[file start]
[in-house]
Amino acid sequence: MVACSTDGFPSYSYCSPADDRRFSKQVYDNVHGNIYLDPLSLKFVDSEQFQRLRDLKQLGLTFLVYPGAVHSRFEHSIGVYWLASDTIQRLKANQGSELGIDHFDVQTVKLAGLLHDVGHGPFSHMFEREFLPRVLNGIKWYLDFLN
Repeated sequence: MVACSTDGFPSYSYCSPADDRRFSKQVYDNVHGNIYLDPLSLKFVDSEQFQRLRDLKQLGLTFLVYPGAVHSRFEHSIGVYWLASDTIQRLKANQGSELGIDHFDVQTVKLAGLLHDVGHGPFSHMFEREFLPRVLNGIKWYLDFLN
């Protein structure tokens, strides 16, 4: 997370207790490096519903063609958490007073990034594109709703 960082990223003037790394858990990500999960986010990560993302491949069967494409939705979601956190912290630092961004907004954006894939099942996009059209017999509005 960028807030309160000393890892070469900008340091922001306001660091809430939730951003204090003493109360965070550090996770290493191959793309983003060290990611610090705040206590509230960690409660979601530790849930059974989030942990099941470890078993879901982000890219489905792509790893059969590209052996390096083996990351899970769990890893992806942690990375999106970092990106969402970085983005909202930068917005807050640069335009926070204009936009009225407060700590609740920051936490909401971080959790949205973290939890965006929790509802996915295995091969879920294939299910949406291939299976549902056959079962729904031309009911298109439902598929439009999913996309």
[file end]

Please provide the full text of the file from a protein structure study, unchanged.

[in-house]
Amino acid sequence: MVACSTDGFPSYSYCSPADDRRFSKQVYDNVHGNIYLDPLSLKFVDSEQFQRLRDLKQLGLTFLVYPGAVHSRFEHSIGVYWLASDTIQRLKANQGSELGIDHFDVQTVKLAGLLHDVGHGPFSHMFEREFLPRVLNGIKWYLDFLN
Repeated sequence: MVACSTDGFPSYSYCSPADDRRFSKQVYDNVHGNIYLDPLSLKFVDSEQFQRLRDLKQLGLTFLVYPGAVHSRFEHSIGVYWLASDTIQRLKANQGSELGIDHFDVQTVKLAGLLHDVGHGPFSHMFEREFLPRVLNGIKWYLDFLN
């Protein structure tokens, strides 16, 4: 997370207790490096519903063609958490007073990034594109709703 960082990223003037790394858990990500999960986010990560993302491949069967494409939705979601956190912290630092961004907004954006894939099942996009059209017999509005 960028807030309160000393890892070469900008340091922001306001660091809430939730951003204090003493109360965070550090996770290493191959793309983003060290990611610090705040206590509230960690409660979601530790849930059974989030942990099941470890078993879901982000890219489905792509790893059969590209052996390096083996990351899970769990890893992806942690990375999106970092990106969402970085983005909202930068917005807050640069335009926070204009936009009225407060700590609740920051936490909401971080959790949205973290939890965006929790509802996915295995091969879920294939299910949406291939299976549902056959079962729904031309009911298109439902598929439009999913996309």